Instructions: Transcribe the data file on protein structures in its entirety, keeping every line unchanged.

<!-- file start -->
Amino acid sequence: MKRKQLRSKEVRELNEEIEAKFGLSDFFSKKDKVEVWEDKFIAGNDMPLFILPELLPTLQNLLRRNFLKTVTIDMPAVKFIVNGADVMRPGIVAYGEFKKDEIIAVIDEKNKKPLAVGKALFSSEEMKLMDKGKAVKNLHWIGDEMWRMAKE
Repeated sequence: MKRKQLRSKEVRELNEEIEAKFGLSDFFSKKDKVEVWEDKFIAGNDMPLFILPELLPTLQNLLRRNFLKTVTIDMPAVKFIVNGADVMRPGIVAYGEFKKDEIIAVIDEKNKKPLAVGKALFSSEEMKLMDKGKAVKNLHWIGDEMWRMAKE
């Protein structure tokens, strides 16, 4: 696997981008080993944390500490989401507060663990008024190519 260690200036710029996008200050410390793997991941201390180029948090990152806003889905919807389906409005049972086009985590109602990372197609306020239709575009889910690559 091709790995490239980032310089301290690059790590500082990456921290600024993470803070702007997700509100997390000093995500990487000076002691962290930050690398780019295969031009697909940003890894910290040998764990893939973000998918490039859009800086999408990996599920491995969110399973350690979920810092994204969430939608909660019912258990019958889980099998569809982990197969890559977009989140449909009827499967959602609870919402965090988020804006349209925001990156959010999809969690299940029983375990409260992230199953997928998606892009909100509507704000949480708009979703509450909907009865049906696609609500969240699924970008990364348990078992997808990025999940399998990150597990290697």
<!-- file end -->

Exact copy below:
Amino acid sequence: MKRKQLRSKEVRELNEEIEAKFGLSDFFSKKDKVEVWEDKFIAGNDMPLFILPELLPTLQNLLRRNFLKTVTIDMPAVKFIVNGADVMRPGIVAYGEFKKDEIIAVIDEKNKKPLAVGKALFSSEEMKLMDKGKAVKNLHWIGDEMWRMAKE
Repeated sequence: MKRKQLRSKEVRELNEEIEAKFGLSDFFSKKDKVEVWEDKFIAGNDMPLFILPELLPTLQNLLRRNFLKTVTIDMPAVKFIVNGADVMRPGIVAYGEFKKDEIIAVIDEKNKKPLAVGKALFSSEEMKLMDKGKAVKNLHWIGDEMWRMAKE
């Protein structure tokens, strides 16, 4: 696997981008080993944390500490989401507060663990008024190519 260690200036710029996008200050410390793997991941201390180029948090990152806003889905919807389906409005049972086009985590109602990372197609306020239709575009889910690559 091709790995490239980032310089301290690059790590500082990456921290600024993470803070702007997700509100997390000093995500990487000076002691962290930050690398780019295969031009697909940003890894910290040998764990893939973000998918490039859009800086999408990996599920491995969110399973350690979920810092994204969430939608909660019912258990019958889980099998569809982990197969890559977009989140449909009827499967959602609870919402965090988020804006349209925001990156959010999809969690299940029983375990409260992230199953997928998606892009909100509507704000949480708009979703509450909907009865049906696609609500969240699924970008990364348990078992997808990025999940399998990150597990290697």